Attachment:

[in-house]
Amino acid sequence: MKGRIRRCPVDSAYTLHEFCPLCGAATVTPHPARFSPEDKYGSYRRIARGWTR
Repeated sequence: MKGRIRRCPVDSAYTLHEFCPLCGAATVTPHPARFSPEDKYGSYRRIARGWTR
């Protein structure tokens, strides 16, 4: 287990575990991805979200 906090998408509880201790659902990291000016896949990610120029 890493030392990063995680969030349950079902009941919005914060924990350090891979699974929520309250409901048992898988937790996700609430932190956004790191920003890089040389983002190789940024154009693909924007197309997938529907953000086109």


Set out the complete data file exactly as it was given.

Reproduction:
[in-house]
Amino acid sequence: MKGRIRRCPVDSAYTLHEFCPLCGAATVTPHPARFSPEDKYGSYRRIARGWTR
Repeated sequence: MKGRIRRCPVDSAYTLHEFCPLCGAATVTPHPARFSPEDKYGSYRRIARGWTR
């Protein structure tokens, strides 16, 4: 287990575990991805979200 906090998408509880201790659902990291000016896949990610120029 890493030392990063995680969030349950079902009941919005914060924990350090891979699974929520309250409901048992898988937790996700609430932190956004790191920003890089040389983002190789940024154009693909924007197309997938529907953000086109």